What Could Have Been: This image◊ was created in case Jason Todd was voted to survive A Death in the Family. A very similar colored version (here◊) was printed in Batman Annual 25, which recounts Jason Todd's resurrection, as well as the reality-warping that caused it.
Awesome, Dear Boy: The reason several of the guest-stars took the gig as villains. Victor Buono as King Tut is the best example: he was a huge (no pun intended) fan of the comics, and was so into the series he made more appearances than any other guest-star outside of Newmar, Romero, Meredith, and Gorshin.
Fake Brit: Lord Ffogg was played by Rudy Vallee, an American born in Vermont.
Spencer Tracy was offered the role of The Penguin, but would accept only on the condition that the series got to end with him killing Batman.
Also, Two-Face was once considered as a villain for the show, only his origin would be that he was a TV news anchor who had a TV set blow up in his face. Clint Eastwood was even considered for the role but the character was ultimately dropped because he was considered "too gruesome" for such a light-hearted show.
The season 2 episode "The Puzzles Keep Coming/The Duo is Slumming" was originally written for the Riddler, but with Frank Gorshin having contract disputes with the producers, the similar Puzzler was created instead.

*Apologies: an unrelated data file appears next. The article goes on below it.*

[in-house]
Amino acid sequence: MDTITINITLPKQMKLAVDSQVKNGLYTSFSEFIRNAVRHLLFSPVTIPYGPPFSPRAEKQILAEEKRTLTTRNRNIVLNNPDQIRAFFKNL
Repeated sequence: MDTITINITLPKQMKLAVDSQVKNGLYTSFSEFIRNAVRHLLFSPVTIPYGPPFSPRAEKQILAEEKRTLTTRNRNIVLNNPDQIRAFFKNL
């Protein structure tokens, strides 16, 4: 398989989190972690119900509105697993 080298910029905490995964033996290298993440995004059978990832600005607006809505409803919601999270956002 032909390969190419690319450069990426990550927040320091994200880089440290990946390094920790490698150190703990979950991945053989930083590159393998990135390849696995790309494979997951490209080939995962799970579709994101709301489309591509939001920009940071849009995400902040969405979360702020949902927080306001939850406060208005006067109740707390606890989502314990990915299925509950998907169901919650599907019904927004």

Tim Burton once said of the film "I liked parts of it, but the whole movie is mainly boring to me. It's OK, but it was more of a cultural phenomenon than a great movie." He also wasn't horribly enthusiastic about how Prince's songs were used in the film.
Main screenwriter Sam Hamm, one of the many writers who worked on the script, has also absolved himself from the sequence where Alfred leads Vicki to the Batcave, a move that didn't sit well with a lot of fans. Hamm said the scene didn't come from him and that the day Alfred let someone in the Batcave would be his last day of employment. It gets a Call Back in Returns.
In the original script, written by Tom Mankiewicz, crime boss Rupert Thorne hires Joe Chill to murder Thomas Wayne because he is running against Thorne for city council.
A later draft written by Sam Hamm also has a large part of the film concentrating on Bruce traveling abroad and training with Henri Ducard, whom Bruce would later discover to be a film. This script was later overhauled into the version seen in the film, and Ducard was deleted. Months before the film's release, then-DC Comics editor Denny O'Neil asked Hamm to guest-write a "Blind Justice" storyarc throughout Batman-themed comics as a tie-in, and Hamm introduced his character there (specifically, in Detective Comics #599, April 1989). Ducard would later appear, played by Liam Neeson, as a Composite Character with Ra's al Ghul in Batman Begins.
Burton stated in an interview that he had initially wanted Adam West and Julie Newmar, from the 1960s series, to play Thomas and Martha Wayne in the flashback. Audiences would recognize West and Newmar from the series and see them get shot, symbolizing the "death" of the old Batman. Script rewrites caused this to be scrapped, and West later said he wasn't even offered the role (and even if he was, he wouldn't have taken it).